It’s clear Richard has quite a mission on his hands – cycling 100 hills, in a record-breaking 12 days to raise £50,000 for Dementia UK – but it’s all for a very special cause, his loyal mum Peggy who is living with dementia in Sanctuary Care’s Redhill Court Residential Care Home.
Reflecting on his close relationship with his mum, Richard shares his thoughts about the determined lady who he is proud to call mum, in a nutshell…
Richard said: “My earliest memories of mum are sitting on her lap for Listen with Mother on the valve wireless and coming home from infant school for lunches before I started to take school dinners.”
It all began in 1923
Peggy was born a twin but her sibling sadly passed away at birth. She was born on Sunday 23rd September 1923 in Liverpool and she grew up at 65 Wordsworth Street, near Sefton Park. Growing up in the area, Peggy attended Sefton Park County School and stayed on an extra year until she was 15, when she took a job in an office – learning to type, before moving to Oathwaite and Litherland Auctioneers and Valuers in Liverpool and joining the ATS (the women’s branch of the British Army) for war service at the age of 19.
While in Liverpool, Peggy met her late husband George who was on leave from 489 RAF Coastal Command Squadron. The pair went onto marry in Hounslow in 1946 and lived in digs and a Nissen Hut before moving into a new council house in Yateley, North East Hampshire where they settled down to have their own family.
The pair went onto have the ‘perfect 2.4 family’ with daughter Ann and son Richard, Peggy stayed at home to look after the children until Richard started school, when she took a part-time job in Tice’s bakers shop to ease her way back into work.
Richard remembers: “I can still smell the fresh bread from the ovens and I can remember the wooden serving counter with old Miss Tice serving with grey Dutch plaits in her hair.”
From there, Peggy took a full-time job in the accounts department at Harvey’s of Camberley, which was the swish new department store at the time.
The money lady
When working full-time, before and after having children, Peggy had a 30-year career in finance. It started when she managed the weekly wages for 631 Mixed Heavy Ack Ack Battery during the Second World War, finishing as a Credit Controller at Amey Roadstone Corporation in Shrewsbury.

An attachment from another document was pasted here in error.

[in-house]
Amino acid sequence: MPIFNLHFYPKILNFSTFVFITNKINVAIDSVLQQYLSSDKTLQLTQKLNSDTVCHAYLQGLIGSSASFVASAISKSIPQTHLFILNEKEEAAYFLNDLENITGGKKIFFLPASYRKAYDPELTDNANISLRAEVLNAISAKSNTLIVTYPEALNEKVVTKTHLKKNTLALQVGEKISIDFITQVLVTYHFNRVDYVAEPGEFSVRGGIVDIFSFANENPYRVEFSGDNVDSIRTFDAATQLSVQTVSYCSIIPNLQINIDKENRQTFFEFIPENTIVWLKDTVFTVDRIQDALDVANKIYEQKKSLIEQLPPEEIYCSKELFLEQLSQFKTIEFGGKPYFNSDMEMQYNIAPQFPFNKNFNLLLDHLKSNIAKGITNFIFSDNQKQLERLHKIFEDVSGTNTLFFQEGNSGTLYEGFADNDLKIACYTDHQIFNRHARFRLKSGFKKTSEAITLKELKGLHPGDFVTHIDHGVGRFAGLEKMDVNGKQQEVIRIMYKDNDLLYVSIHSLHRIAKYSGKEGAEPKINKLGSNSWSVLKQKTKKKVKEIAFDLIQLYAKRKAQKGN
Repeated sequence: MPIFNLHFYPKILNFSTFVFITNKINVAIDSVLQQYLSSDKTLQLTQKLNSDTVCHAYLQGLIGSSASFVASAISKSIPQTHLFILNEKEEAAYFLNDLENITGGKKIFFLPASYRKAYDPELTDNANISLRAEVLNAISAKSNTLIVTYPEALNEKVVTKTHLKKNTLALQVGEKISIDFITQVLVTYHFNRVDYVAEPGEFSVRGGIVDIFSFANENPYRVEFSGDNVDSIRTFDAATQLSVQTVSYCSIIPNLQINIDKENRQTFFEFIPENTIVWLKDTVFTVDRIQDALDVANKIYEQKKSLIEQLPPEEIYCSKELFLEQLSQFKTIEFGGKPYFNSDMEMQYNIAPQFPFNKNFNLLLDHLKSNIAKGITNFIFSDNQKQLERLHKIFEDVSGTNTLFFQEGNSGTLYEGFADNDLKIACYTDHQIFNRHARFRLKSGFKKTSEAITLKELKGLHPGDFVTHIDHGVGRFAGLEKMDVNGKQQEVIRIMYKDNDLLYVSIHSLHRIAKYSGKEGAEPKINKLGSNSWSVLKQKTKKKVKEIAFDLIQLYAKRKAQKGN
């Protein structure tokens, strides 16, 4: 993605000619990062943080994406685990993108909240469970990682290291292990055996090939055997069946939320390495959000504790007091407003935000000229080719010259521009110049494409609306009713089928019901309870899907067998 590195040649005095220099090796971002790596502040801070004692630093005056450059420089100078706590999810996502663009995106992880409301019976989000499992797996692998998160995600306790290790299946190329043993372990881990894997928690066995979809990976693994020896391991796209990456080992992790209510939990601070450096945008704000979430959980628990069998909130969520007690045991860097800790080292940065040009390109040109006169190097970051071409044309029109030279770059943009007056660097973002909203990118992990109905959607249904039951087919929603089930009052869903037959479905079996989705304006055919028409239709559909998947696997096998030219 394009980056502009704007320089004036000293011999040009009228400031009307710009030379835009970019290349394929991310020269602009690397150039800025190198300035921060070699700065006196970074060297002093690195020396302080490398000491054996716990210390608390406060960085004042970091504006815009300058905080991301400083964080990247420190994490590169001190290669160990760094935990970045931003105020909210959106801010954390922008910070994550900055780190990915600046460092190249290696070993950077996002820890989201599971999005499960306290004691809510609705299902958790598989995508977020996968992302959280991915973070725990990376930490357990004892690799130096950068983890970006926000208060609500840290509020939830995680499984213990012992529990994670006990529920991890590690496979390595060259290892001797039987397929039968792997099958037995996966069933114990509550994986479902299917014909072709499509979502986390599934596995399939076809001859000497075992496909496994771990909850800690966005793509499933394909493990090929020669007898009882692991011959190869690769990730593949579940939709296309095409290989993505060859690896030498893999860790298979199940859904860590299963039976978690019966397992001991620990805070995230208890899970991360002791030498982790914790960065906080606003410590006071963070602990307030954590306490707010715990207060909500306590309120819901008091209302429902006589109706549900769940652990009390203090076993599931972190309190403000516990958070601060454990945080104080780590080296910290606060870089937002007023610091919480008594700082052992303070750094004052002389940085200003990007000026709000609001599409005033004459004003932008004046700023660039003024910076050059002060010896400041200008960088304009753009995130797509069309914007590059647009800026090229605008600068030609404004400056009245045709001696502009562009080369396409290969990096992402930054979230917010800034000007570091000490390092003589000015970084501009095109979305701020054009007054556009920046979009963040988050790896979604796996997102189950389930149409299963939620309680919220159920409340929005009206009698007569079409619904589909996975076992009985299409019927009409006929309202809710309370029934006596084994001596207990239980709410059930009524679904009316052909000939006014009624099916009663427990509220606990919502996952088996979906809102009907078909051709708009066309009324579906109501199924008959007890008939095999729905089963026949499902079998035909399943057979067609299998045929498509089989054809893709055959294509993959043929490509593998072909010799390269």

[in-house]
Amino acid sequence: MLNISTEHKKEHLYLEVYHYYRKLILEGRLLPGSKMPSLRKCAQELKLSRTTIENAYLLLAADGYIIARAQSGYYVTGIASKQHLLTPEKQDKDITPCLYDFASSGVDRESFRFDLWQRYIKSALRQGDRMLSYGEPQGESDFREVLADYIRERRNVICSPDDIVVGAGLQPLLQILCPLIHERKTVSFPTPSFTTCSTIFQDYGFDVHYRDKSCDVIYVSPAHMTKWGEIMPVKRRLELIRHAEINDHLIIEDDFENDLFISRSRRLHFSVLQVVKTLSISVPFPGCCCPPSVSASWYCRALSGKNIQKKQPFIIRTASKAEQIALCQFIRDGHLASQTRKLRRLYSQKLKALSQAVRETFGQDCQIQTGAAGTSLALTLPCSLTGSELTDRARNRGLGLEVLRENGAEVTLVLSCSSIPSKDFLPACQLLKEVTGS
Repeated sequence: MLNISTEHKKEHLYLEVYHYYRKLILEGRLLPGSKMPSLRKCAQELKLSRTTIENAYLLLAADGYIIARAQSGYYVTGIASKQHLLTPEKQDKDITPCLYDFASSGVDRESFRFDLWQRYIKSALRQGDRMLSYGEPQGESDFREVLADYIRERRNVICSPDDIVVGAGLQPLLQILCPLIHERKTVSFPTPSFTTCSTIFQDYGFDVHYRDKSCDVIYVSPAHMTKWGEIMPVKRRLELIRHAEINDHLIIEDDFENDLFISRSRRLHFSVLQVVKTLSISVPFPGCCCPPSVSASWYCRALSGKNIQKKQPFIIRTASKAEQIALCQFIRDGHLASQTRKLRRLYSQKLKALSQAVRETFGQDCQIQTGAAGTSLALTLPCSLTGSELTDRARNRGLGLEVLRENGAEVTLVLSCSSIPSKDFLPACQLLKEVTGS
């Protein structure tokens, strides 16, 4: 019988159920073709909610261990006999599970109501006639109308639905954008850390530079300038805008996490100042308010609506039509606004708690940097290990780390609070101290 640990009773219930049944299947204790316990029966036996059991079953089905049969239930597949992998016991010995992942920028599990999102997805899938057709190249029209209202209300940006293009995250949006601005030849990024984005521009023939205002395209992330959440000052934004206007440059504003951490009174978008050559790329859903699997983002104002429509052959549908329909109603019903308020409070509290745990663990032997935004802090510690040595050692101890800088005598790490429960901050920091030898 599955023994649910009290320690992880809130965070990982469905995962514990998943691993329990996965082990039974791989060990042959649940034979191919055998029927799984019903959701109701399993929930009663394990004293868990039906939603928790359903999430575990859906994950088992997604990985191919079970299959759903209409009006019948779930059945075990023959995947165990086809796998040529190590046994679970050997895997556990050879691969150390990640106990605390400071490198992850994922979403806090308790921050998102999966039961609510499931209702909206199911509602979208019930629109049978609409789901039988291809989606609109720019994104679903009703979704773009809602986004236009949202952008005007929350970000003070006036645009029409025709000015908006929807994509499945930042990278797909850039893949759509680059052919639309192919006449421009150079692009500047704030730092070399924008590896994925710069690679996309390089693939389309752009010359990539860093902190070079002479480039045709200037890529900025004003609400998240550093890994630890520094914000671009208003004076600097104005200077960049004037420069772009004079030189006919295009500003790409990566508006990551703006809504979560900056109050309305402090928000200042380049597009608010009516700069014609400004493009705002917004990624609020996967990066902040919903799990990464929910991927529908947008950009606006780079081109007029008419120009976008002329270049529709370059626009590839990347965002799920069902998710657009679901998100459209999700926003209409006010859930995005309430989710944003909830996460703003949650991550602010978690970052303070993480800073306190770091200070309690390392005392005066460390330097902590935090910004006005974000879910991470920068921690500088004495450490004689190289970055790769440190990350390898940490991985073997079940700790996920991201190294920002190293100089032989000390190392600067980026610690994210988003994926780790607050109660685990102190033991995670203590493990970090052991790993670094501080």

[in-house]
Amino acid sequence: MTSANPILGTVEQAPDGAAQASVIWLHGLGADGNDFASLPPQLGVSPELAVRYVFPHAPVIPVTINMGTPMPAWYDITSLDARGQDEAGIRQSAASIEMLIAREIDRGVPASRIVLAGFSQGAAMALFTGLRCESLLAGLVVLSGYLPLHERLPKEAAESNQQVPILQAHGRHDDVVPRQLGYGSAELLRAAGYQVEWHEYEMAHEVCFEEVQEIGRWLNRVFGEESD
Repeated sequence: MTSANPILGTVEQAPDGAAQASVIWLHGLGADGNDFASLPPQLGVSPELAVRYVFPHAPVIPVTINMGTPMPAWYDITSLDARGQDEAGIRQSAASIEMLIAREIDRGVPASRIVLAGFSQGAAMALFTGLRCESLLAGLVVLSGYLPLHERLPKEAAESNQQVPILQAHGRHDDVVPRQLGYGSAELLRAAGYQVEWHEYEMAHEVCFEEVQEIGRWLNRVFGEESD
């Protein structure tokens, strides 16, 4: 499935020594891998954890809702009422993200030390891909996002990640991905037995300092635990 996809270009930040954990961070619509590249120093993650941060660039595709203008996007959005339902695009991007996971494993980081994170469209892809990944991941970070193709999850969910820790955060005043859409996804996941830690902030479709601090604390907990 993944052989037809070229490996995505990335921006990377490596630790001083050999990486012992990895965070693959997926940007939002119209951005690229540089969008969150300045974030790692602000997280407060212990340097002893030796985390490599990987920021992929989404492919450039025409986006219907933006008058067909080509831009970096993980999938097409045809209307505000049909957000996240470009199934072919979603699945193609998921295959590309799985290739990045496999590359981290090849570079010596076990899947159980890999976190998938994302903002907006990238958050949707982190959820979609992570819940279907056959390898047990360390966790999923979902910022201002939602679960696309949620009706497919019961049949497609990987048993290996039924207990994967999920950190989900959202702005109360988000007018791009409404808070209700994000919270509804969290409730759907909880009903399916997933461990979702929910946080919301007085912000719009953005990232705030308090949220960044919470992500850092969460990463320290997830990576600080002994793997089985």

Juggling work and family commitments, Peggy always prioritised her family, Richard remembered: “Mum always gave me unconditional love – she was never overly critical, she let me go when I needed to go and always welcomed me back when I needed support. She was fiercely loyal.”
Hard family times
Sadly George lost his life to cancer in 1969, leaving Peggy widowed to raise Richard and Ann. Richard shared: “Dad dying left the deepest loss and sorrow that will never go away for all of us – mum kept us all together emotionally and that is something I will always remember.”
Richard has excelled in sports all his life, from running to cycling and his athletic stride, unsurprisingly, doesn’t fall far from the tree. His father George was always known as the better sportsman, having cycled, played football and cricket – all at a good level. Peggy was also in good shape herself – she too enjoyed running and swimming.
Richard said: “Dad was more the sportsman but mum was definitely more determined. I have inherited this from her. If she could understand what I’m doing for Dementia UK, she would cheer me on every step of the way.”
Life now in Redhill Court
Since February this year, Peggy has lived at Redhill Court Residential Care Home, which offers residential and dementia care, in Kings Norton, Birmingham.
Reflecting on making the tough decision to place Peggy into a care home, he said: “It was a hard decision but ultimately the right one. The pressure of knowing it was me who had to make the final decision was incredibly tough but by that stage I was battling between agonising over her increasing inability to go through and cope with her life routines and knowing she wouldn’t fully understand nor remember the reasons for her move – it was heart-breaking.
“Mum is really settled at Redhill Court and we still share a lot of good times there – throughout her time within the home and when it has been necessary to ring the changes I’ve been able to lean on mum to accept them because of our close relationship.”